Friday, July 25, 2014

Tonight's Movie: Barricade (1950) - A Warner Archive DVD Review

BARRICADE (1950) moves the classic story of Jack London's THE SEA WOLF (1941) from a ship to an isolated mining camp. It's an intriguing premise but the results are disappointing.

This Warner Archive DVD is an absolutely beautiful print, but the story is surprisingly slow-moving and listless despite good lead actors.

Bob Peters (Dane Clark), having broken out of jail and escaped a posse, takes a job working at a mining camp owned by ruthless Boss Kruger (Raymond Massey). Kruger is an exceptionally nasty piece of work but he gets away with it because the men he employs have nowhere else to turn.

Also in the camp is Judith Burns (Ruth Roman), another jail escapee who was critically injured in a stage accident, and Aubrey Milburn (Robert Douglas of HOMICIDE), a fellow stage passenger who was also injured.

The movie creeps along, with what suspense there is being whether Bob and Judy, not to mention Aubrey, will escape from the camp with their lives.

I really like Roman and especially Clark but it's Massey who dominates the film, and his evil character simply isn't interesting to watch as he torments person after person. There are no shadings or motivations to his character, he's simply crazy evil and that's that. The film as a whole has an unpleasant tone which made it hard to watch at points.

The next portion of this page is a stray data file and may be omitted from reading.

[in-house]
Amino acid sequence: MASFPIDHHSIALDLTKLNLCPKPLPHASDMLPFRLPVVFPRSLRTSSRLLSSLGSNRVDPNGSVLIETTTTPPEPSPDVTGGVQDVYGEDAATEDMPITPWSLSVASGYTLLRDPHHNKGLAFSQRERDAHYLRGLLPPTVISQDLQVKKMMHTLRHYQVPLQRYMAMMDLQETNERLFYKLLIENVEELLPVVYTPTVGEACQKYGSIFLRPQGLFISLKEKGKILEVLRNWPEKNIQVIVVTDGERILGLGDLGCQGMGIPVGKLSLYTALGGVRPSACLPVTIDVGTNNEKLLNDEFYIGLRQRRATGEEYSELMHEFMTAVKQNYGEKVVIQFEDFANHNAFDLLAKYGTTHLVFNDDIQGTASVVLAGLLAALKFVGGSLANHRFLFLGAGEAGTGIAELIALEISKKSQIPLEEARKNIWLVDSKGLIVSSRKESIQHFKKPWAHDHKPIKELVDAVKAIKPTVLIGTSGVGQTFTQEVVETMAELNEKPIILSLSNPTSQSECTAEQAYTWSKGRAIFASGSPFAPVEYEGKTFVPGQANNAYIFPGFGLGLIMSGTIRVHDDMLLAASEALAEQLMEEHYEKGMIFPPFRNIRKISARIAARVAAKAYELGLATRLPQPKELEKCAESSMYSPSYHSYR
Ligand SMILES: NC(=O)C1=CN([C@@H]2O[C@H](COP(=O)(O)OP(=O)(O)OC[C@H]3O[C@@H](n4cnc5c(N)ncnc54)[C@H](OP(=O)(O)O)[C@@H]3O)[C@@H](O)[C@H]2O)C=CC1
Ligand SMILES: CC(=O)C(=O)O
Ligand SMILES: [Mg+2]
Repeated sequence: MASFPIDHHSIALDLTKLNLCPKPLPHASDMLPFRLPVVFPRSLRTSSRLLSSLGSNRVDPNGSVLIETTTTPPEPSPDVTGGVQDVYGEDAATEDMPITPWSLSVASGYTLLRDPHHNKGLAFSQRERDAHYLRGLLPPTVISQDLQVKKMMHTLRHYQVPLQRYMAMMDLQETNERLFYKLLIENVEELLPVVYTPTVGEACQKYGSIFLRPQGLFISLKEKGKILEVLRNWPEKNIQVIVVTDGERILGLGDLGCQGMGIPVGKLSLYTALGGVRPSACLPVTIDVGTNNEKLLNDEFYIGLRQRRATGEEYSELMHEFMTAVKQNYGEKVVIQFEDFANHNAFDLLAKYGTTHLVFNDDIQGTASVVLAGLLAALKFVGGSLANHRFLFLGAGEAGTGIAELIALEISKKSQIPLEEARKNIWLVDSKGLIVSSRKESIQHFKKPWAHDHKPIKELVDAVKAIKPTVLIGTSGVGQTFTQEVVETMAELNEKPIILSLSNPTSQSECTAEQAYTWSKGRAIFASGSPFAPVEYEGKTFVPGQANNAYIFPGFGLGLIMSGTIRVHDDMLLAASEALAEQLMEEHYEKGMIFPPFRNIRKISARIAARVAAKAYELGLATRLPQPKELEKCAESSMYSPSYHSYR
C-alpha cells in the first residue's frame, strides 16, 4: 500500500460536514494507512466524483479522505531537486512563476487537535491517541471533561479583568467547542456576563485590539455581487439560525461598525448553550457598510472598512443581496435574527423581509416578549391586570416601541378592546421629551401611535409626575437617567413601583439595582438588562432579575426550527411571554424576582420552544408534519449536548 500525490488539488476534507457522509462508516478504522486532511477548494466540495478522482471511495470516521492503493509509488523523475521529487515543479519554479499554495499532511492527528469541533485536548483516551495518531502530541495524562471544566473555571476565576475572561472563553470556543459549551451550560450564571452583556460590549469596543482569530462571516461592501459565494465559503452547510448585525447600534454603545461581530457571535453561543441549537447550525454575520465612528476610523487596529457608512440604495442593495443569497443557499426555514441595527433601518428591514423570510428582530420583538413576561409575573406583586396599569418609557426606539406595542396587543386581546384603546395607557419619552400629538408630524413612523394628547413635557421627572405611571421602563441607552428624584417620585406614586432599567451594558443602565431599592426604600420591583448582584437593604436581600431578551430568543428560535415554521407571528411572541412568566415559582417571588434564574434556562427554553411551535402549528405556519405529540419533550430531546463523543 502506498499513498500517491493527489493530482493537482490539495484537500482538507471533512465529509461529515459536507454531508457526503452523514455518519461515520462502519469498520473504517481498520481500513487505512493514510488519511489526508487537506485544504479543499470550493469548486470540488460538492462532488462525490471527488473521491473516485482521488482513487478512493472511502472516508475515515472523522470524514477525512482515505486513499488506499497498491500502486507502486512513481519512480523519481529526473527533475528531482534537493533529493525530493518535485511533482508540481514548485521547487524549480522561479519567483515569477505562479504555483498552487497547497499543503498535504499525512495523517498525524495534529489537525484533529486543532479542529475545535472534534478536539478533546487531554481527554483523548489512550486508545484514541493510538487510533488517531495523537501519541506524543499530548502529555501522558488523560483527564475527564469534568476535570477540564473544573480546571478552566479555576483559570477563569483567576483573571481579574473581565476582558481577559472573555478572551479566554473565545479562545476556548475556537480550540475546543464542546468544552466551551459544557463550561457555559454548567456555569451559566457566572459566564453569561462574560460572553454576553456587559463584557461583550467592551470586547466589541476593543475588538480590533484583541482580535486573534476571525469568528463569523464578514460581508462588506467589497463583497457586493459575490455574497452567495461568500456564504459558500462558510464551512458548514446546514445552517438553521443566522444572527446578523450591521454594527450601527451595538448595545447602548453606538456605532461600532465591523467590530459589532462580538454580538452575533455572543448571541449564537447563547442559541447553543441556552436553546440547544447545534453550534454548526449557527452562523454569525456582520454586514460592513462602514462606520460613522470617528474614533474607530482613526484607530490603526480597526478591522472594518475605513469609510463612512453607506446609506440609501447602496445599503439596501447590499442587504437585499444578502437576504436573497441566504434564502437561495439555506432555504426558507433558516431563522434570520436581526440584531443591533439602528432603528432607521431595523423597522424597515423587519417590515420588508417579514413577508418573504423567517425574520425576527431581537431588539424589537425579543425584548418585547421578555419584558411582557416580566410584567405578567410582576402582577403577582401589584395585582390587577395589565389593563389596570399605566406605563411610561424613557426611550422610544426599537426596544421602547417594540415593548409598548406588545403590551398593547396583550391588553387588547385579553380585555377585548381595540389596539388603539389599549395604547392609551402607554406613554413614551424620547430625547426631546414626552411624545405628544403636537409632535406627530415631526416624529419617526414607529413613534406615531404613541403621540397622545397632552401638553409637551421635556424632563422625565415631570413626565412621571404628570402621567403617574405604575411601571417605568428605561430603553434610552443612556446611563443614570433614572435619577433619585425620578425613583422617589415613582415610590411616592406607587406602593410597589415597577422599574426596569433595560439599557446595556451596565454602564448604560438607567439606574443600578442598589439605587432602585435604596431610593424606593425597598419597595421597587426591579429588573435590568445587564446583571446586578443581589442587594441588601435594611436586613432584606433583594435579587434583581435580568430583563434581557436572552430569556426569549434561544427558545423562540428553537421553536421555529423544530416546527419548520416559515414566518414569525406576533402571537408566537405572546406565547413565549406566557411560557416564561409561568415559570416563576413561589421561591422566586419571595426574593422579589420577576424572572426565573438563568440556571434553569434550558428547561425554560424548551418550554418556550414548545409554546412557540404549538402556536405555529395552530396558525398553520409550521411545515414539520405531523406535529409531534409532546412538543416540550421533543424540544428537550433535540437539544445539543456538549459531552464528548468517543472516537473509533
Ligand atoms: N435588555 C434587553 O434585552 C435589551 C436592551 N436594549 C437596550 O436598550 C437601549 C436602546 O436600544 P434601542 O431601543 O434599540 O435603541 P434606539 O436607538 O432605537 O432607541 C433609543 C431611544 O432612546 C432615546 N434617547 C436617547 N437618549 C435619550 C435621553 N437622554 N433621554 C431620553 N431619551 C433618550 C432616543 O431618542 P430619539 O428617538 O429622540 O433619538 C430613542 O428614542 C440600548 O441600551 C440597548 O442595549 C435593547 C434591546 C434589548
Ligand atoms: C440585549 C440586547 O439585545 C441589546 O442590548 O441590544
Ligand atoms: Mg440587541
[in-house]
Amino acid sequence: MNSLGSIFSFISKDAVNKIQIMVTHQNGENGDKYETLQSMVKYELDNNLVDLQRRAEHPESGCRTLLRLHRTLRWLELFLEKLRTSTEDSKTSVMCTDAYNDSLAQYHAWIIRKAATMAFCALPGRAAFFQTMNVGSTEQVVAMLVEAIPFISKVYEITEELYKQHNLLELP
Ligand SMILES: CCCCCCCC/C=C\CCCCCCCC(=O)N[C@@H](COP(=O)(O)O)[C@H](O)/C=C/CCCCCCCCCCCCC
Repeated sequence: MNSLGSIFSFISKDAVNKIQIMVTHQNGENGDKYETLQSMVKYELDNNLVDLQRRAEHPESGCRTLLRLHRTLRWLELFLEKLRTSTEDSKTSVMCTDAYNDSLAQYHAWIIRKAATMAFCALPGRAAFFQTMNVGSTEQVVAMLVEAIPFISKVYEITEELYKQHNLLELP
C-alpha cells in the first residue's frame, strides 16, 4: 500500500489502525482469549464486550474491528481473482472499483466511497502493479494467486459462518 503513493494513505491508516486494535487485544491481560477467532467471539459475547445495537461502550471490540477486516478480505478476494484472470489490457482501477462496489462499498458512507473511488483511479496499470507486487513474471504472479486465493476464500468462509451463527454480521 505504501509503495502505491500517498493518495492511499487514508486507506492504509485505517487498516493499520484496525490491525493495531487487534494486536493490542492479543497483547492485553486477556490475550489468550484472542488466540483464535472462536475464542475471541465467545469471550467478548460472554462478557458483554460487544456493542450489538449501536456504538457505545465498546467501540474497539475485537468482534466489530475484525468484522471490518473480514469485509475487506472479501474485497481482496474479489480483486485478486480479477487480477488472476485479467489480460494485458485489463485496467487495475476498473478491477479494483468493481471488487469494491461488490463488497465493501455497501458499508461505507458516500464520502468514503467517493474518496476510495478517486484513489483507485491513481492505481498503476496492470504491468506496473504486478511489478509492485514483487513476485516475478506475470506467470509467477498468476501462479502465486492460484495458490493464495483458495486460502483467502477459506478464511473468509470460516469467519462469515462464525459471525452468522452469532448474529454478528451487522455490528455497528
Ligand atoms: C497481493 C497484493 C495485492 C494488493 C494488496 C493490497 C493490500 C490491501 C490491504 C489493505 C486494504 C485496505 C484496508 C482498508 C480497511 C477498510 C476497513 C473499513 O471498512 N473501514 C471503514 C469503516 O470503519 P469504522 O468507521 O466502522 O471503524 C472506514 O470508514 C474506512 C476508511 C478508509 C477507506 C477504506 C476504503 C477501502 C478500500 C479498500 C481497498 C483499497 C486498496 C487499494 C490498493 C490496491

The film would have been much more interesting if it flipped its focus and delved more deeply into Roman and Clark's characters and how they cope with their predicament, moving the "unkillable" Massey character more into the background. There's the possibility of a touching romance buried in this story but instead it's given short shrift and comes off as perfunctory.

This 77-minute film was written by William Sackheim, directed by Peter Godfrey, and photographed in Technicolor by Carl E. Guthrie. The supporting cast includes Morgan Farley and Walter Coy.

This was an earlier Warner Archive release, with one of the blue DVD covers the Archive used early in its history. One of the things that's especially great about the Warner Archive, of course, is that since movies are burned on demand, no title ever goes out of print! Although I was dissatisfied with the script, visually this is a fine-looking DVD. There are no extras.

Thanks to the Warner Archive for providing a review copy of this DVD. Warner Archive releases are MOD (manufactured on demand) and may be ordered at the Warner Archive website.


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